With winter ending in the Northern Hemisphere and summer ending in the Southern Hemisphere, NASA scientists have analyzed satellite data to see how much sea ice is present in the Arctic and Antarctic. The results show record low levels at both poles.
In the Arctic, sea ice expands during the winter time. The sea ice reached its maximum annual extent on March 7th with 5.57 million square miles of ocean covered by ice. This is the smallest winter maximum since records began in 1979, breaking the previous record low maximum set in 2015 by 37,000 square miles.
In the Antarctic, sea ice melts during the summer (winter in the Northern Hemisphere). The sea ice reached its minimum annual extent on March 3rd with 815,000 square miles of ocean covered by ice. This is the smallest amount of ice ever to be measured in this region, breaking the old record set in 1997 by 71,000 square miles. This is a significant change, as sea ice had been steadily increasing in the Antarctic until just the last couple of years.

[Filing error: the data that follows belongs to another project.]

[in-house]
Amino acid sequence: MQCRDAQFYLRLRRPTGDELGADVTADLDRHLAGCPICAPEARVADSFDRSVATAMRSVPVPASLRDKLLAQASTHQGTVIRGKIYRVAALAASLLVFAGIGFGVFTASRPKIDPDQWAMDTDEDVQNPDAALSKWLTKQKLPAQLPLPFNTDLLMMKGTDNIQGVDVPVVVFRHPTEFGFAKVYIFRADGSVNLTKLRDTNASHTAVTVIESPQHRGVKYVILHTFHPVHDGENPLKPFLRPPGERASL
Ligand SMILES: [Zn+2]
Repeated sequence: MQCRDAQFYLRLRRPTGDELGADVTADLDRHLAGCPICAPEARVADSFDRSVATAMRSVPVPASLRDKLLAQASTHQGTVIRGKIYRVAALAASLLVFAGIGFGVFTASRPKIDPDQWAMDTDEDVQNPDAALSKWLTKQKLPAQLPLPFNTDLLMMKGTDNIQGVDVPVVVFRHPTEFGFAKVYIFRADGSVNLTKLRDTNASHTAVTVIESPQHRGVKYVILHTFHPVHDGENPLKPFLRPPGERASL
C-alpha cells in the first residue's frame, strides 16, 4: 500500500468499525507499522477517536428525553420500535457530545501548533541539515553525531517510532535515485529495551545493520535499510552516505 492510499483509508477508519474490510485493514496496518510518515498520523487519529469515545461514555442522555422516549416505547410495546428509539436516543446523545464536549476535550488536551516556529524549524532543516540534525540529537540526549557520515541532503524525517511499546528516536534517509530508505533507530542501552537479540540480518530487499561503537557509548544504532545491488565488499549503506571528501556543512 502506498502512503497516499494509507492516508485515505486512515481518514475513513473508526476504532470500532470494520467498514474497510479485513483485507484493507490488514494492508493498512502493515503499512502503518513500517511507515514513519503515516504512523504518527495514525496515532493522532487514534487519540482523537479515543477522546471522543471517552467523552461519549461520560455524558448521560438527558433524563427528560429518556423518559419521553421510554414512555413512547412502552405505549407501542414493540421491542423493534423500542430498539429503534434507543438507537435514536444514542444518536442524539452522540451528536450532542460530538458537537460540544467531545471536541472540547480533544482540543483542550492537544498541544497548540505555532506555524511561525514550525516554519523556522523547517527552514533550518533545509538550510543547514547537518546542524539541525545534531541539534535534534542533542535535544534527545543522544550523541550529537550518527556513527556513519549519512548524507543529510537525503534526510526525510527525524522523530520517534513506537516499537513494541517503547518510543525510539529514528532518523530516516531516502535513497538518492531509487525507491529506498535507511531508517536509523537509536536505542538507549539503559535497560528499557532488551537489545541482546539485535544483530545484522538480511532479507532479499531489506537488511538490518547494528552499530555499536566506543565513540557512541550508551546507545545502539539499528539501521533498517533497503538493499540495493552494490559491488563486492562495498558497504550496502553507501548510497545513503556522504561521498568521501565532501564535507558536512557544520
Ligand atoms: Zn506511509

When the two areas are combined, the lowest level of sea ice ever recorded on the planet occurred on February 13th at just 6.26 million square miles. This is 790,000 square miles less than the average global minimum extent; an area larger than Mexico.
The record low levels of ice are believed to have been caused by a general trend of warming temperatures across the planet. Unfavorable winds for sea ice formation and more Arctic storms, which vary on a yearly basis, are believed to have contributed as well.
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